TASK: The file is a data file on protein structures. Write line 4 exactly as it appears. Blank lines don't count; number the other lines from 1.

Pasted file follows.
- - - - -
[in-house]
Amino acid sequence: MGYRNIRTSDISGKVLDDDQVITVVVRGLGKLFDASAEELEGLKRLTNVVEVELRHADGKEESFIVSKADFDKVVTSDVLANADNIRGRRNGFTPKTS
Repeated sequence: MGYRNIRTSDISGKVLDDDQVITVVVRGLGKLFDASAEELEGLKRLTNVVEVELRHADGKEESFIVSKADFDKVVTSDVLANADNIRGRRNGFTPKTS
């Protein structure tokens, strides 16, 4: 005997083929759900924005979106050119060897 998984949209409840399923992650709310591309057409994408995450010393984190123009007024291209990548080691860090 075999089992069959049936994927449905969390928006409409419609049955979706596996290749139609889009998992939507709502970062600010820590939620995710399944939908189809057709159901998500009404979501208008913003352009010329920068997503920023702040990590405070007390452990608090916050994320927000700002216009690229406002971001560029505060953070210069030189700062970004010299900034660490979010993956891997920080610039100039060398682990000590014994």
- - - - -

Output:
């Protein structure tokens, strides 16, 4: 005997083929759900924005979106050119060897 998984949209409840399923992650709310591309057409994408995450010393984190123009007024291209990548080691860090 075999089992069959049936994927449905969390928006409409419609049955979706596996290749139609889009998992939507709502970062600010820590939620995710399944939908189809057709159901998500009404979501208008913003352009010329920068997503920023702040990590405070007390452990608090916050994320927000700002216009690229406002971001560029505060953070210069030189700062970004010299900034660490979010993956891997920080610039100039060398682990000590014994």